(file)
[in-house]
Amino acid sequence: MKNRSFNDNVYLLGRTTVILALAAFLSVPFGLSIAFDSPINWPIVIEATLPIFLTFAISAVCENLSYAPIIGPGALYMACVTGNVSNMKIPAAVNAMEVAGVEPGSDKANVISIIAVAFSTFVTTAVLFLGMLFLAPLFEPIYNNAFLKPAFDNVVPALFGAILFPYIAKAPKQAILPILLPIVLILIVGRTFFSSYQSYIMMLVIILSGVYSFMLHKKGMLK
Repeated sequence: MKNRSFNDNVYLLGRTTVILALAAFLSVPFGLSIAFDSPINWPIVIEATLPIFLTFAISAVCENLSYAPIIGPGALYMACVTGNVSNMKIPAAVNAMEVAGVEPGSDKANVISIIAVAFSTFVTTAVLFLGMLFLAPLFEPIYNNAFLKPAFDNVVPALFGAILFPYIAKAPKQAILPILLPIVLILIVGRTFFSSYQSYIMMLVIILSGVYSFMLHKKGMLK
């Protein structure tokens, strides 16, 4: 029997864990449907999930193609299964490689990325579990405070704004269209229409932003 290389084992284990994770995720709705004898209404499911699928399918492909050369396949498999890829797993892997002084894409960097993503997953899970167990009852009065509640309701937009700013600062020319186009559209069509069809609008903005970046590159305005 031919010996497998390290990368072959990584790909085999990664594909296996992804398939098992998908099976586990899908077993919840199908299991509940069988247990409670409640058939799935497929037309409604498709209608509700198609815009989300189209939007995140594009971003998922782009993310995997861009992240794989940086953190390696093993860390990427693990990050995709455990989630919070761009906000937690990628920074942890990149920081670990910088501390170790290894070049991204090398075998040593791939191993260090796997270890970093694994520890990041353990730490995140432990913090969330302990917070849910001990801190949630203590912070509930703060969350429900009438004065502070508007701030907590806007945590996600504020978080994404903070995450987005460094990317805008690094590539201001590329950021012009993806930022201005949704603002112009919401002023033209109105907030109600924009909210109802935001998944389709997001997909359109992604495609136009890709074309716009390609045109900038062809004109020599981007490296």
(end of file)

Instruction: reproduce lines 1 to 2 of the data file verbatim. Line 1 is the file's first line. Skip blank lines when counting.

[in-house]
Amino acid sequence: MKNRSFNDNVYLLGRTTVILALAAFLSVPFGLSIAFDSPINWPIVIEATLPIFLTFAISAVCENLSYAPIIGPGALYMACVTGNVSNMKIPAAVNAMEVAGVEPGSDKANVISIIAVAFSTFVTTAVLFLGMLFLAPLFEPIYNNAFLKPAFDNVVPALFGAILFPYIAKAPKQAILPILLPIVLILIVGRTFFSSYQSYIMMLVIILSGVYSFMLHKKGMLK